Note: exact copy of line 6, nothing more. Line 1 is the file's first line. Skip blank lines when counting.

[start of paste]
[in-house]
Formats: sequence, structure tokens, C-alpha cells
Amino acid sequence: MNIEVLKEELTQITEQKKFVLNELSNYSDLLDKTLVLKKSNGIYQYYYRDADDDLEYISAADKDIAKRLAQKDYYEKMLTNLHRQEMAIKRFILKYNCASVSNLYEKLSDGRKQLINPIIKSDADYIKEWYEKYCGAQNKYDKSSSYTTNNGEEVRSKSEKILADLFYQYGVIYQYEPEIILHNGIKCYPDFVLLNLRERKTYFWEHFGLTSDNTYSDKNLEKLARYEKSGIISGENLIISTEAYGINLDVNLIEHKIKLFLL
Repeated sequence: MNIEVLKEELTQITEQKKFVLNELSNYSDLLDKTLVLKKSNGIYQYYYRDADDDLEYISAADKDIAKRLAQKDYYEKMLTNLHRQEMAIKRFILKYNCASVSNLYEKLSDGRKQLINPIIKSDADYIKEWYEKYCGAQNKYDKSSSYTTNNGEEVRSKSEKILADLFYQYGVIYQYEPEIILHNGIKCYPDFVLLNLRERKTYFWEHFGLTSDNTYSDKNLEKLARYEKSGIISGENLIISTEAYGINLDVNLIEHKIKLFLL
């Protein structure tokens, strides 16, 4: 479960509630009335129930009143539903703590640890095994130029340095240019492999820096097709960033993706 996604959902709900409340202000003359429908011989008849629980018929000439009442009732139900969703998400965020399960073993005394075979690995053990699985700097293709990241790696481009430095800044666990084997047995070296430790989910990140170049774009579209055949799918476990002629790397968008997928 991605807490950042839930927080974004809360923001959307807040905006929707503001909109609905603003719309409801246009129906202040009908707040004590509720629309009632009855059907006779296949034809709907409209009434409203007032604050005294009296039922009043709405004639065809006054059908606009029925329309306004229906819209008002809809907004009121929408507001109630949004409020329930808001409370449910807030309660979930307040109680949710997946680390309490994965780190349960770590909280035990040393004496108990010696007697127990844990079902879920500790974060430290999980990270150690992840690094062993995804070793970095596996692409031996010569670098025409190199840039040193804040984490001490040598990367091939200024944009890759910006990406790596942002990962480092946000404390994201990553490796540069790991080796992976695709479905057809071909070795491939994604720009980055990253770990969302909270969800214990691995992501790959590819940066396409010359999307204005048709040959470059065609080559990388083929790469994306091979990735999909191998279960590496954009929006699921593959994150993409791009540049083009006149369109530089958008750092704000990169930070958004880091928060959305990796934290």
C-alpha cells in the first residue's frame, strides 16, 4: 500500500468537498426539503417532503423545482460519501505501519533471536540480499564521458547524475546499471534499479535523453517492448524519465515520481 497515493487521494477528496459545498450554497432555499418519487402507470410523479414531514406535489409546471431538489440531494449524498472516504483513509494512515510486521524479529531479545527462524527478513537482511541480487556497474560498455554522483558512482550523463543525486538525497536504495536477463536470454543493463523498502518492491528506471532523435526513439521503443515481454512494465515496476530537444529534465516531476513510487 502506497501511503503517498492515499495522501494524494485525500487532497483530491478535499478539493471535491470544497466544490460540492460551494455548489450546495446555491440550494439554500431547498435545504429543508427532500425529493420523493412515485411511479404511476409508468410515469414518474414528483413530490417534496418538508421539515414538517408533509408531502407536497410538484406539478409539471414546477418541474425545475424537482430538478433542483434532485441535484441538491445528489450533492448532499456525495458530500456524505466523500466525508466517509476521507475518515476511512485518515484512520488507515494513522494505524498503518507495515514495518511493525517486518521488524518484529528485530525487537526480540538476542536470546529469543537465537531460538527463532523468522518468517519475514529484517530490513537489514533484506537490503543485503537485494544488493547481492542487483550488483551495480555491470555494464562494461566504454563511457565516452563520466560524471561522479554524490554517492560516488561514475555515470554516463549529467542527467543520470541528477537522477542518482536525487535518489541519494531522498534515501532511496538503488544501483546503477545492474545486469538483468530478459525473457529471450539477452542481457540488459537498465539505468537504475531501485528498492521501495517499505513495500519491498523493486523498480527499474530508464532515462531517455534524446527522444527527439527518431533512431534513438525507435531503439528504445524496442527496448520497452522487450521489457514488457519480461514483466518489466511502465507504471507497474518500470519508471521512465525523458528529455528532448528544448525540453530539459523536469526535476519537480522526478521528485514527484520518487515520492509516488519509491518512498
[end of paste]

C-alpha cells in the first residue's frame, strides 16, 4: 500500500468537498426539503417532503423545482460519501505501519533471536540480499564521458547524475546499471534499479535523453517492448524519465515520481 497515493487521494477528496459545498450554497432555499418519487402507470410523479414531514406535489409546471431538489440531494449524498472516504483513509494512515510486521524479529531479545527462524527478513537482511541480487556497474560498455554522483558512482550523463543525486538525497536504495536477463536470454543493463523498502518492491528506471532523435526513439521503443515481454512494465515496476530537444529534465516531476513510487 502506497501511503503517498492515499495522501494524494485525500487532497483530491478535499478539493471535491470544497466544490460540492460551494455548489450546495446555491440550494439554500431547498435545504429543508427532500425529493420523493412515485411511479404511476409508468410515469414518474414528483413530490417534496418538508421539515414538517408533509408531502407536497410538484406539478409539471414546477418541474425545475424537482430538478433542483434532485441535484441538491445528489450533492448532499456525495458530500456524505466523500466525508466517509476521507475518515476511512485518515484512520488507515494513522494505524498503518507495515514495518511493525517486518521488524518484529528485530525487537526480540538476542536470546529469543537465537531460538527463532523468522518468517519475514529484517530490513537489514533484506537490503543485503537485494544488493547481492542487483550488483551495480555491470555494464562494461566504454563511457565516452563520466560524471561522479554524490554517492560516488561514475555515470554516463549529467542527467543520470541528477537522477542518482536525487535518489541519494531522498534515501532511496538503488544501483546503477545492474545486469538483468530478459525473457529471450539477452542481457540488459537498465539505468537504475531501485528498492521501495517499505513495500519491498523493486523498480527499474530508464532515462531517455534524446527522444527527439527518431533512431534513438525507435531503439528504445524496442527496448520497452522487450521489457514488457519480461514483466518489466511502465507504471507497474518500470519508471521512465525523458528529455528532448528544448525540453530539459523536469526535476519537480522526478521528485514527484520518487515520492509516488519509491518512498